The borrower-level DSR rules will not apply on jeonse loans, savings-secured loans and insurance-secured loans, as well as government-backed microloans and other lending support initiated through government policies. Applying the DSR rules on individual borrowers will help improve the financial soundness of lending institutions and contribute to financial consumer protection in the long run.
- Change DSR calculation rules on credit loans: Unlike home mortgages, credit loans’ maturity is currently calculated as 10 years when evaluating DSR for borrowers. This uniform application of the 10-year maturity will be changed to 7-year maturity in July 2021 and 5-year maturity in July 2022 to help reflect the actual maturity of credit loans which is 52 months on average. (July 2021~)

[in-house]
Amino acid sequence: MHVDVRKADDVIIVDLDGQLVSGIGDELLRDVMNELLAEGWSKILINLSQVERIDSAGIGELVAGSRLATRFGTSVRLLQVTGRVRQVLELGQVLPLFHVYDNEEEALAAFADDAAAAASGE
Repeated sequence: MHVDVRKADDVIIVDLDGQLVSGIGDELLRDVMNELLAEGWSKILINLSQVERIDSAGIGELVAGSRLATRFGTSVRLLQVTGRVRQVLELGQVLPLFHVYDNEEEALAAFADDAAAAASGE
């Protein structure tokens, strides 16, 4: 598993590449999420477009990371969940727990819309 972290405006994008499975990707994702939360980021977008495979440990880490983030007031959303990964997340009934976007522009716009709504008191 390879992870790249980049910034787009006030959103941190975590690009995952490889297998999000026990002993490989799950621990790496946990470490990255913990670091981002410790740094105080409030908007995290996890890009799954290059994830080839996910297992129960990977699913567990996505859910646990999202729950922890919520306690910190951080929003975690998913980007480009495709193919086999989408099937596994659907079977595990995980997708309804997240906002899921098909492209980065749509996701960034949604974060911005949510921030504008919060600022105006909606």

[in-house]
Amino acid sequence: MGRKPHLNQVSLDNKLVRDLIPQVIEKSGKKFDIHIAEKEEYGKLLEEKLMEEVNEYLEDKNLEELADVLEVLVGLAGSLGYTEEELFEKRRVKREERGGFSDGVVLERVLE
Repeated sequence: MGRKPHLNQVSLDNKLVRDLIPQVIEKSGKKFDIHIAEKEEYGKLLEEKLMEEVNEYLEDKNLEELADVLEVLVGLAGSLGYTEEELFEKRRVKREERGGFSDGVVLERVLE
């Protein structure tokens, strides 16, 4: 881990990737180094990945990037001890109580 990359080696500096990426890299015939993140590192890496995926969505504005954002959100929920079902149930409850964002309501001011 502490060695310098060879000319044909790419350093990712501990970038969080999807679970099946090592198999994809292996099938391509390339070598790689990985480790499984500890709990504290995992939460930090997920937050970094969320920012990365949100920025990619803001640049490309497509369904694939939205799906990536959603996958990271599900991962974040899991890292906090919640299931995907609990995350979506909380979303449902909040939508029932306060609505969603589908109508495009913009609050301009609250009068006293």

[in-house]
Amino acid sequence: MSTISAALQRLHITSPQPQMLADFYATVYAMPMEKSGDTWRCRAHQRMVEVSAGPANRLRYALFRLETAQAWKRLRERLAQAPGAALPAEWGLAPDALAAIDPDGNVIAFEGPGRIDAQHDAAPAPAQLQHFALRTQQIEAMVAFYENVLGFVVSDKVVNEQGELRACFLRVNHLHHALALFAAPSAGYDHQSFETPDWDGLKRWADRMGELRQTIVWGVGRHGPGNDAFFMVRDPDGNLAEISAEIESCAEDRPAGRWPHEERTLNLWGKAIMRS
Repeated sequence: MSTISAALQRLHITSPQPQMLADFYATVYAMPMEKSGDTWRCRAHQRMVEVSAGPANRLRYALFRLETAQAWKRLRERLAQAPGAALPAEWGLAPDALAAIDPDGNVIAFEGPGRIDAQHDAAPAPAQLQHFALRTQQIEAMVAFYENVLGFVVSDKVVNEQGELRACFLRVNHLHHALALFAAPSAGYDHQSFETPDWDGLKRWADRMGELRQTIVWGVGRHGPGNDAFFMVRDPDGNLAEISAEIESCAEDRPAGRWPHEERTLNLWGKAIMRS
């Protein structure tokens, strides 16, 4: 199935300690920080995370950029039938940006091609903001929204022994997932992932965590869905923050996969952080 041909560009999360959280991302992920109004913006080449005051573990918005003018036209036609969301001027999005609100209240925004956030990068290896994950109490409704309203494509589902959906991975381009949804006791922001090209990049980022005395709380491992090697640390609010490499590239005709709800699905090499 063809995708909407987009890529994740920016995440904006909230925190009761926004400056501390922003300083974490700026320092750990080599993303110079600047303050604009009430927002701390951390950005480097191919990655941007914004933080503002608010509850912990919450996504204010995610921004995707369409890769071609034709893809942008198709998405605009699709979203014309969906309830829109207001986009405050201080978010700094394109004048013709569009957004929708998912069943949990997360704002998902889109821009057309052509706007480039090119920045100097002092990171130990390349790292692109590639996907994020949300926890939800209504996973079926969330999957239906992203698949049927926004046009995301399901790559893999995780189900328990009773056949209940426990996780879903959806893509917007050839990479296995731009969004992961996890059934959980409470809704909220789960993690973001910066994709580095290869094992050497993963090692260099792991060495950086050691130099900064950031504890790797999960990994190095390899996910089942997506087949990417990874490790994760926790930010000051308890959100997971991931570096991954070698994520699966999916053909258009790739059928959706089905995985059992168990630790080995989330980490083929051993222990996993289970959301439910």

- Improve borrowers’ income calculation methods: Aside from the current income tax data or national pension and health insurance payment data available for calculating a borrower’s income level, the authorities will adopt more flexible criteria for the types of recognized income data to reflect a diverse source of data in income calculation.
III. Tightening Regulatory Oversight in Vulnerable Sectors
- Improve rules on non-housing mortgages: The authorities will apply the loan-to-value (LTV) ratio of up to 70 percent on non-housing mortgage loans from all financial sectors from May 17, 2021. From July 2021, the LTV ratio of 40 percent will be applied to the issuance of new non-housing mortgage loans for land buyers in the ‘land transaction permitted areas,’ except for those engaged in the agriculture or fisheries sectors who are in actual need of the land. On non-housing mortgage loans, the authorities will also work to prepare for the application of individual DSR rules from July 2023.